Technological progress, new business models, climate change and the COVID-19 pandemic are changing every aspect of Canadians’ lives, including schools, workplaces, and expectations at school and at work. With more and more automation and use of robots, it is likely that the capacity to contribute to the creative process will become more valued in the coming decades (OECD, 2021). These changes impact the skills Canadians need for jobs and the way they develop these skills (Future Skills, n.d.). According to OECD (2020), Canadians require opportunities to upskill and retrain throughout their working life to remain employable as the world of work evolves. In this changing world all learners will need to develop such skills as creativity, critical thinking, problem solving, and communication, digital fluency, scientific literacy, and resiliency, in order to be successful.
Studies show that creativity and soft skills such as social and emotional skills are closely related to student well-being and academic performance (OECD, 2021). Additionally, research shows that employers are looking for these soft skills when hiring new employees in addition to subject matter expertise and knowledge (Pate, 2020; Petrone, 2019). For example, research by LinkedIn Learning has found in recent years that “creativity” was the “soft skill” most demanded by companies (Pate, 2020; Petrone, 2019).
This guidebook is about STEM activities; however, adding Art to STEM can help to develop a more holistic approach to education. Introducing STEAM (Science, Technology, Engineering, Art, Mathematics) resources into the curriculum allows both educators and students to develop the core competencies mentioned above to succeed in the digital age. Integrating a STEAM approach to designing learning material and activities also supports the development of multiple literacies. The term multiple literacies refers to our ability to ‘read’ the world and interpret the many formats, sources, and media through which we obtain information. In addition to the visual, audio, linguistic, and spatial ways of meaning-making, we need to include digital literacy and technological literacy.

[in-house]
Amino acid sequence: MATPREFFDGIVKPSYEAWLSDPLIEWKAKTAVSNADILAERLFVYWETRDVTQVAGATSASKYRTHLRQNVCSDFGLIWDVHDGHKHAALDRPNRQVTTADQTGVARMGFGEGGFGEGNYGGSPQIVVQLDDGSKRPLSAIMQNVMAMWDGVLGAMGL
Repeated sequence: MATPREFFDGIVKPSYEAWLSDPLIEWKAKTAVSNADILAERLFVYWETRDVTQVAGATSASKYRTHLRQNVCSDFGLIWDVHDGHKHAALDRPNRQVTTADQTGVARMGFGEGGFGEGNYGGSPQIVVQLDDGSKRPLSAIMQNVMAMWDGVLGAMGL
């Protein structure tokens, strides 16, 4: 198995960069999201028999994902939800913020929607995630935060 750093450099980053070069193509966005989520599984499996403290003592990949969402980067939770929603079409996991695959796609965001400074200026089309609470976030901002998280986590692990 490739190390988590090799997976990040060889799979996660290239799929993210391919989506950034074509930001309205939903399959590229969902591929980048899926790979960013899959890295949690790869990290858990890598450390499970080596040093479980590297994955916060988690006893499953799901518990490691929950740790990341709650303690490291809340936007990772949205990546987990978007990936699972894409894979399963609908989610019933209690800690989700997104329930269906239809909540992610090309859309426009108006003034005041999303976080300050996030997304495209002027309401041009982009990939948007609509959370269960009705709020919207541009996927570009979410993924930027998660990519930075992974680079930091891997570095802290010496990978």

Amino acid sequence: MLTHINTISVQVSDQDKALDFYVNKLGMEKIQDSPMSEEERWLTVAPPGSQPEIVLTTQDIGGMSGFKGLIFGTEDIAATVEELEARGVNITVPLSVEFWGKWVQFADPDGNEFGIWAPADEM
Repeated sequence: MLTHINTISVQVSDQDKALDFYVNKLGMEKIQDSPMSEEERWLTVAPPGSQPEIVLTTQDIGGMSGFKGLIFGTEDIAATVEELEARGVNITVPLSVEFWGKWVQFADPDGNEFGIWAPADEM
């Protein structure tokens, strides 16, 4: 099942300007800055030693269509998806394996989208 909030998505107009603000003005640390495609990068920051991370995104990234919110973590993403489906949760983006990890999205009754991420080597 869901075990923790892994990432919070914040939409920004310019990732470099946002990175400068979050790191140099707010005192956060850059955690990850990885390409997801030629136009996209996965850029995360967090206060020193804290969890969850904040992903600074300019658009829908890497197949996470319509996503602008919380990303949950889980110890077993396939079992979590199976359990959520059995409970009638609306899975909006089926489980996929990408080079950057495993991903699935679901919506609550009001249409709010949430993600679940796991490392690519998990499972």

Digital literacy relates to our ability to locate, evaluate, and synthesize digital sources. Technological literacy relates to our ability to use technology both ethically and safely. Integrating online resources into curriculum allows learners to practice these skills in addition to mastering subject matter.
Skills for Future Success
The Information and Communications Technology Council of Canada identified the following categories of valuable and necessary skills for future success (Ivus, Quan, Snider, 2021, p.22):
- Digital literacy.
- Information/media literacy.
- Digital engagement.
- Data and analytics competencies.
Human (soft) skills:
- Digital curiosity.
- Interpersonal communication.
- Digital engagement.
“Digital engagement” appears in both categories because it is a multidisciplinary skill. We believe that incorporating interactive web resources to our curriculum helps develop and practice all of these skills.